A reported said that truckers in many states have taken advantage of the temporary measures put into effect by the DOT, and that individual drivers are also expediting procedures in states that are not in an officially declared state of emergency by taking on larger loads and running routes more often to deliver relief and supplies to drought stricken areas.”Waiving or thinning the sometimes thick regulations in hard hit areas is helping these states to receive necessary supplies more quickly. Based on daily reports drivers are sharing in our forums, truckers in these areas are stepping up to do their part,” stated Samuel Barradas. “The limited hours of service in a state are waived during a state of emergency, so more drivers can come into that state to deliver supplies and relief – no application and less time is needed. This is making an impact in these state’s abilities to get beyond the extreme conditions and start on the road to recovery.”The measures taken by the White House and some individual states in July and August are ultimately putting more drivers on the road, assisting in the needed relief efforts with increased loads of livestock, grain and other supplies. According to the reports being shared on Barradas’ site, drivers are experiencing relaxed or completely-waived measures of time, weight and otherwise standardized paperwork.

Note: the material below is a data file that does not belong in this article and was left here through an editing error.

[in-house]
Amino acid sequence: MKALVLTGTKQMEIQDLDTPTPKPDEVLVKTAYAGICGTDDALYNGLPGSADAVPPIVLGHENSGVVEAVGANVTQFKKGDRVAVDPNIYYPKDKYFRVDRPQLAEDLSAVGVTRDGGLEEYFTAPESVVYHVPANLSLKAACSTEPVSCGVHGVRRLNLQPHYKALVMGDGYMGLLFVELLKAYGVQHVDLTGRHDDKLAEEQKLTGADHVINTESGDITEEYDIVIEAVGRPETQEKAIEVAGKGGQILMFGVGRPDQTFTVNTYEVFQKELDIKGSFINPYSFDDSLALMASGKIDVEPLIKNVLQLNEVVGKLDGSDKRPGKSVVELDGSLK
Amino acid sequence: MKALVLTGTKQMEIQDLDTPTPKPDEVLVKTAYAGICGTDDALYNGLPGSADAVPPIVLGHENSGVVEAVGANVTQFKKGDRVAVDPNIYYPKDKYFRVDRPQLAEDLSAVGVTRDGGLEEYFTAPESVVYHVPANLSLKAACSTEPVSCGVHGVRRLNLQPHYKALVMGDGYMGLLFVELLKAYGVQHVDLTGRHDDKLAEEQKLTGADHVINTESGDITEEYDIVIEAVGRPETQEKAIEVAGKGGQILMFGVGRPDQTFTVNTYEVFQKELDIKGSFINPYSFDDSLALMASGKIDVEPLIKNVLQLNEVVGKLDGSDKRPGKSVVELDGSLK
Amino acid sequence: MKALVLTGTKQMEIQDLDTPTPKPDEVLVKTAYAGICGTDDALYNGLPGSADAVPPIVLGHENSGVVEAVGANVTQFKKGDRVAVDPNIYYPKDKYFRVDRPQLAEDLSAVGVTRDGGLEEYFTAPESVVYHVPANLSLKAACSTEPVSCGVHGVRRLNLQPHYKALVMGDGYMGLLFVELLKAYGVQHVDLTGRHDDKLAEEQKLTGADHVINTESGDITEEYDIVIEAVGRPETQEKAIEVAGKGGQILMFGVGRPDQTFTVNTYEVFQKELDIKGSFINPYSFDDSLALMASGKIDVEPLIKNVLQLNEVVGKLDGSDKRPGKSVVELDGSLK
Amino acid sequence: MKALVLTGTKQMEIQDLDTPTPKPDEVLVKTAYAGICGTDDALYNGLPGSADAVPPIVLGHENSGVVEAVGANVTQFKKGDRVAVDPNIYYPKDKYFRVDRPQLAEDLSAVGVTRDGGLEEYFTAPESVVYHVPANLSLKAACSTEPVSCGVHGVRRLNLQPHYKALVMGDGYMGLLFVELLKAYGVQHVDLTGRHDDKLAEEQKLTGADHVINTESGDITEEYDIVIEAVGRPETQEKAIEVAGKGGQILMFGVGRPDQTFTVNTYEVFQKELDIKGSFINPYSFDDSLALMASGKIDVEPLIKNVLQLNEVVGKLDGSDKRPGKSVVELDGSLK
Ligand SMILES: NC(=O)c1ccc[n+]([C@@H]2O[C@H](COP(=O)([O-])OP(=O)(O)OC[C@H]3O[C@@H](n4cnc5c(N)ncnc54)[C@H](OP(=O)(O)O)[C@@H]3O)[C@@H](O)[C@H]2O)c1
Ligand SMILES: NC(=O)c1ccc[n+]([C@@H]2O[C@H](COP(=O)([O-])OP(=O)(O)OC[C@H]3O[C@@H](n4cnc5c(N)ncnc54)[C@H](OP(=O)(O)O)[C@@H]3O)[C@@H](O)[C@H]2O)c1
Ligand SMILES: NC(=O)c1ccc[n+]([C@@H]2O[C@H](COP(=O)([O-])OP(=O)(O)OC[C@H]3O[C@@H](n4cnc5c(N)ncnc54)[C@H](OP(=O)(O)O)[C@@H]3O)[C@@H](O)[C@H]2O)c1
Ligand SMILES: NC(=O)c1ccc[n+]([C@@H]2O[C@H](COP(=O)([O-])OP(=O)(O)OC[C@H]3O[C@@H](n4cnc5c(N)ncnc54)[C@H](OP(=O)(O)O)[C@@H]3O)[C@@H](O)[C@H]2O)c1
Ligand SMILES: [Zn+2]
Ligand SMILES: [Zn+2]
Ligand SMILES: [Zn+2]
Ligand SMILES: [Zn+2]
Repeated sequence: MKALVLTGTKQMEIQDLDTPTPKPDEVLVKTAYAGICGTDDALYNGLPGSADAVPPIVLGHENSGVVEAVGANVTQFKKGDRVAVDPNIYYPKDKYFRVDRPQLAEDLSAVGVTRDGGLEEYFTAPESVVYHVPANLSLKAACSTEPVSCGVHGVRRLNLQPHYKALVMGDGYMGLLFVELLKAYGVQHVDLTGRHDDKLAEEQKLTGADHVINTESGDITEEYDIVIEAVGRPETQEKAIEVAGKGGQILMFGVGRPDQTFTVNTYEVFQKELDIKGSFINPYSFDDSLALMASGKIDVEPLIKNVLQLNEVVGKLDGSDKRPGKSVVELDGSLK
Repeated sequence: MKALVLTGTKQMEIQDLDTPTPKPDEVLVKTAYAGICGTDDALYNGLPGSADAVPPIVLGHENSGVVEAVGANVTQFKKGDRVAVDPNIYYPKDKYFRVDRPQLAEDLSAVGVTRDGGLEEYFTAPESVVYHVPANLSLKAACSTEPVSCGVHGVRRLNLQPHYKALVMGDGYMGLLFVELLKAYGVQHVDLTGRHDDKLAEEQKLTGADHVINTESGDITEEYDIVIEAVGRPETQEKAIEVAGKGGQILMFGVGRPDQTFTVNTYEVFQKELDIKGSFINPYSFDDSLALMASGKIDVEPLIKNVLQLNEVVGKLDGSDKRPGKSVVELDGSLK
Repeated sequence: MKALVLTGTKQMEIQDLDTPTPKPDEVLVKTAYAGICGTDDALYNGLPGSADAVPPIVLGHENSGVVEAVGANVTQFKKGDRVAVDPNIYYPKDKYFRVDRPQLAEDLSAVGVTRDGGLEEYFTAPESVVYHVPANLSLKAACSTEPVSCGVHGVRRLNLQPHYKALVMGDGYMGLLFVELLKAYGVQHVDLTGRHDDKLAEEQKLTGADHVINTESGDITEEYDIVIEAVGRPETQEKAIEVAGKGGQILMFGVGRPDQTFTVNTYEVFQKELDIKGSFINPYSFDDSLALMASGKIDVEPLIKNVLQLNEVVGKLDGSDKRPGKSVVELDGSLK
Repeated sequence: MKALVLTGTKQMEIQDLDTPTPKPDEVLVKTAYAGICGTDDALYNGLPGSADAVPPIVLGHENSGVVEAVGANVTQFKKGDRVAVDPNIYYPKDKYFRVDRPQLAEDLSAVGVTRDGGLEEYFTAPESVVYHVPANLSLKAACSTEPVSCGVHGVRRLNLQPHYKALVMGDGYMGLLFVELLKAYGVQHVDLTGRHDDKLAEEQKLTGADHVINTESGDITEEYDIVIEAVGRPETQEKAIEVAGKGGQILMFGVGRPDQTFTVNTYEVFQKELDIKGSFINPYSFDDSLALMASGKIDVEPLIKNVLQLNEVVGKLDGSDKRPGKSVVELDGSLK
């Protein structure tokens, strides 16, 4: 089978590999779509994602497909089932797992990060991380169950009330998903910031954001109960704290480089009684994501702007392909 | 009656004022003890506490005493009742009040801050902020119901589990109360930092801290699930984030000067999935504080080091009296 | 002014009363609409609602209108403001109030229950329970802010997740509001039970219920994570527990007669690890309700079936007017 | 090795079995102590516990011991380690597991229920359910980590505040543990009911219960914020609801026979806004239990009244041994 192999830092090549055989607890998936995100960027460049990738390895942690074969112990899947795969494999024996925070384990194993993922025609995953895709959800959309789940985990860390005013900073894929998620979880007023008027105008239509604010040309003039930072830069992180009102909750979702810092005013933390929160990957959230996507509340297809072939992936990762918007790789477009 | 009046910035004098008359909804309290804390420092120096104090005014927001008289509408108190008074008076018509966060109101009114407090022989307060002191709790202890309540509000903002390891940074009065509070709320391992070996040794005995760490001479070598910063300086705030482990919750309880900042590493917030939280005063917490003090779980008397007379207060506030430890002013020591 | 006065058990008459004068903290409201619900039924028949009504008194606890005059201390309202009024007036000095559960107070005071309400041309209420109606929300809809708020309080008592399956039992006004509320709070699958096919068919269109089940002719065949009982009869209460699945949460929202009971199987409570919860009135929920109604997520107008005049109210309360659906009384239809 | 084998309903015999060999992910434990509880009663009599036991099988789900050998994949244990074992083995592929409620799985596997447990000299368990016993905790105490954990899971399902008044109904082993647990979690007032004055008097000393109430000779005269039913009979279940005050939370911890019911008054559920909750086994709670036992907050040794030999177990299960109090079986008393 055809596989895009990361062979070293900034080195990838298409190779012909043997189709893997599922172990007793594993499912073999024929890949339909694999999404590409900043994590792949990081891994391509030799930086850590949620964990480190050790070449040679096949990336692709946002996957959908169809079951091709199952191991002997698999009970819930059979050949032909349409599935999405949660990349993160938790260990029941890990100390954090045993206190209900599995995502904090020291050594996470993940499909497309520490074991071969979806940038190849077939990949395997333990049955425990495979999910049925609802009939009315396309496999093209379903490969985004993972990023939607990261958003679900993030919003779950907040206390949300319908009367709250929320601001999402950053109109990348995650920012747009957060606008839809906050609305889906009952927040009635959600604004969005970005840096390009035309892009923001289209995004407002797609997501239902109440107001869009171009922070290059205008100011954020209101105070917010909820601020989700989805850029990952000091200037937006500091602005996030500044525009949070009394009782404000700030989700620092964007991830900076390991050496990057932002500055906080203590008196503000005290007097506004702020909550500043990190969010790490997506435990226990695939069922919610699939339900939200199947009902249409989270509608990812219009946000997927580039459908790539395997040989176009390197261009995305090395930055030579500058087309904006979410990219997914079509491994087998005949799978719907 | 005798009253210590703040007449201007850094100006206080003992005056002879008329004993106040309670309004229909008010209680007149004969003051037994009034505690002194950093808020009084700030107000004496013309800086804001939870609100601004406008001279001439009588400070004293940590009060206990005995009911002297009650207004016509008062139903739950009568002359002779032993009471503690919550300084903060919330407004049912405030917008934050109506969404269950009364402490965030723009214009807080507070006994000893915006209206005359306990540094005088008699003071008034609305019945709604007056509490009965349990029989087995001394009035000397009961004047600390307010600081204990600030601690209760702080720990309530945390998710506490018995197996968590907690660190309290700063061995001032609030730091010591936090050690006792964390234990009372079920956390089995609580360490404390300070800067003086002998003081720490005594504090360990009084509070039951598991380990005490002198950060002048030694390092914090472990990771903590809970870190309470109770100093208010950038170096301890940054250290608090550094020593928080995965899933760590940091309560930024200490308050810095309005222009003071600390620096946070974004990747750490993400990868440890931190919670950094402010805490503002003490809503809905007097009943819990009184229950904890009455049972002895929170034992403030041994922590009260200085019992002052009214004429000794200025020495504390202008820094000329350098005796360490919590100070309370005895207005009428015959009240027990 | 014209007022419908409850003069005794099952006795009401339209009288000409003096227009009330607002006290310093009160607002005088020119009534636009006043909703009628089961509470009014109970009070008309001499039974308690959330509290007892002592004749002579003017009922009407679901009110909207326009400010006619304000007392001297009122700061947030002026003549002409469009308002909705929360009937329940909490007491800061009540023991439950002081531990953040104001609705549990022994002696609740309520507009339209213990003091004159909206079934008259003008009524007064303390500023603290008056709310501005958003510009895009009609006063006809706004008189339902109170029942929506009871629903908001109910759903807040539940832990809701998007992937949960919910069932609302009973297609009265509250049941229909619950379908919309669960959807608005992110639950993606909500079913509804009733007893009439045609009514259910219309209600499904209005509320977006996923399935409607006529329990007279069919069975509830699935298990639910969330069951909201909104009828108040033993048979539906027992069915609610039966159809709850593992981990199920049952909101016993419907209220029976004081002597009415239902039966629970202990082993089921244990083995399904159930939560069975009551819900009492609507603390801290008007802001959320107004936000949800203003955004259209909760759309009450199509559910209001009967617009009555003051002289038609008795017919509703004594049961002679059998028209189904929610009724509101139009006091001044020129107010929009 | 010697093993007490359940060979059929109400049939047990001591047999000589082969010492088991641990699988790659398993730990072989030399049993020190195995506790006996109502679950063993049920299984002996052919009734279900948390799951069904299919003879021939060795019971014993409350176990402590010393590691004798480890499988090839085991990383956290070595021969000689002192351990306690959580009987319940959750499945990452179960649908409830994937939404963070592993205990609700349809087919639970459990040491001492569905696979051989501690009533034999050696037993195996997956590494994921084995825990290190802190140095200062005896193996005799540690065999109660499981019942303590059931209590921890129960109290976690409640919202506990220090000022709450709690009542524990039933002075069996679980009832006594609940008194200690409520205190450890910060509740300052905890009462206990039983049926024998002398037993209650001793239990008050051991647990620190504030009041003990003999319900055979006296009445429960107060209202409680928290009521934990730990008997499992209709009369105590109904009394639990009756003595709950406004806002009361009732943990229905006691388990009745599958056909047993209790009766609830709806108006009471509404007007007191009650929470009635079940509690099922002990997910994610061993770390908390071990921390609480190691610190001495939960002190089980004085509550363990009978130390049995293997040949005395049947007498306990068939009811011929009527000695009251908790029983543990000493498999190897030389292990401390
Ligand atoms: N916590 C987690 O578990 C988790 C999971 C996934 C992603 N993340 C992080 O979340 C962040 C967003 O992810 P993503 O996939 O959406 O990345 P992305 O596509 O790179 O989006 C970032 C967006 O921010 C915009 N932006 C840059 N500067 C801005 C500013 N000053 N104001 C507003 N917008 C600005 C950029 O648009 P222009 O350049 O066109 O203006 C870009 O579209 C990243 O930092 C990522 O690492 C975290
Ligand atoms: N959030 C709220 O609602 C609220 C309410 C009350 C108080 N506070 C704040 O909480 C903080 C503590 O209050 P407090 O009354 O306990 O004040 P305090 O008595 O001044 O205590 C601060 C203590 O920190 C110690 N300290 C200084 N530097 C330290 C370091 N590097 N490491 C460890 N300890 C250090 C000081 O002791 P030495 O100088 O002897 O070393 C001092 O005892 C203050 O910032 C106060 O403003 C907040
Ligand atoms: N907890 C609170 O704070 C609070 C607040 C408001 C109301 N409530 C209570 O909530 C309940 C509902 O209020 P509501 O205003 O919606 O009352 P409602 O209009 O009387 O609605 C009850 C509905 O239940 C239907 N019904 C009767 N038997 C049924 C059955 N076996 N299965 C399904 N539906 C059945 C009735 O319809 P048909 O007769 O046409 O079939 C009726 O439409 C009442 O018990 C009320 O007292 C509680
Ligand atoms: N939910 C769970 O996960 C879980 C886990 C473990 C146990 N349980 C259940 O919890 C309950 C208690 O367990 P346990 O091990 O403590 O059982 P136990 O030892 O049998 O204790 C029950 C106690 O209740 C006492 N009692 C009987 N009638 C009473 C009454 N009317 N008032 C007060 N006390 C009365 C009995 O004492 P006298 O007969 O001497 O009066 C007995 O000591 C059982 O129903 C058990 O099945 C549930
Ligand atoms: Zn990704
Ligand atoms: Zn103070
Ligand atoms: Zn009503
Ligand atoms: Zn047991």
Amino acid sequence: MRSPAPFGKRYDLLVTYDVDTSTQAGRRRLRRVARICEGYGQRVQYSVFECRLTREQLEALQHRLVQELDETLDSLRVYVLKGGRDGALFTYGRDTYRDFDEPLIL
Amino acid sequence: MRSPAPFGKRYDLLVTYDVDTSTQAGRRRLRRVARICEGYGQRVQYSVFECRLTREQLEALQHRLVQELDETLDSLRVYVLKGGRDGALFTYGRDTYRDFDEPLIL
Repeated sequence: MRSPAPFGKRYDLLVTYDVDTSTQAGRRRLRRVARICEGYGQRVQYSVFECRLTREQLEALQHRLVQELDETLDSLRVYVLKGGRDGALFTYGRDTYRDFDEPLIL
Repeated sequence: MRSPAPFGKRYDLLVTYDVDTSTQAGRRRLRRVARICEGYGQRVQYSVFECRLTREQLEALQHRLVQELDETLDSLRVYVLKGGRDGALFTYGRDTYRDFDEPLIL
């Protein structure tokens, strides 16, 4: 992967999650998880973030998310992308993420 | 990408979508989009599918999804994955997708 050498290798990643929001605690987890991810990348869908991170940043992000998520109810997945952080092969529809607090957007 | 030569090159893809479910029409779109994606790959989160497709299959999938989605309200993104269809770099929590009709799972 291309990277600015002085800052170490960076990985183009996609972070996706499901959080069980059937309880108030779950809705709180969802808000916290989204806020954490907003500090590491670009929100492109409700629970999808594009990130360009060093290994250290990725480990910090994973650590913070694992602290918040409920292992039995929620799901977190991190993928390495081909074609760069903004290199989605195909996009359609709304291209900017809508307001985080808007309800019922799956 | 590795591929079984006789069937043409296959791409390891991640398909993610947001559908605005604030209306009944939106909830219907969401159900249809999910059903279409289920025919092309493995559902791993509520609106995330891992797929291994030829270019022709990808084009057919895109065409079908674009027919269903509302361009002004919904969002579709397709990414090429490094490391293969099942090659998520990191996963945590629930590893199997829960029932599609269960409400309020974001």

“There are media reports of a driver shortage in 2012, and we can definitely confirm a slower start to this year in terms of new drivers getting out on the road. However, the past few months has seen a sharp increase in the number of practice CDL tests being taken every day. When taken in combination with the current forum reports of extended opportunities in drought stricken areas, it suggests that more drivers are seizing this opportunity as a way to help, and as a means to get ahead professionally. The need for more drivers, in combination with the federal restrictions making it a little easier on individuals hit hardest by these drought conditions, is bringing more people to our site to learn how they can get involved. They are sharing stories of hazardous roads brought on by the extreme heat and drought conditions, because our forum has thousands of active members discussing what is really happening out there on the nation’s roads, every day. Through these shared experiences, we are seeing clearly where drivers are truly making an impact in the hardest hit areas. As a result, we are also seeing an increased and sustained interest in professional truck driving careers, which promises great things for 2013.”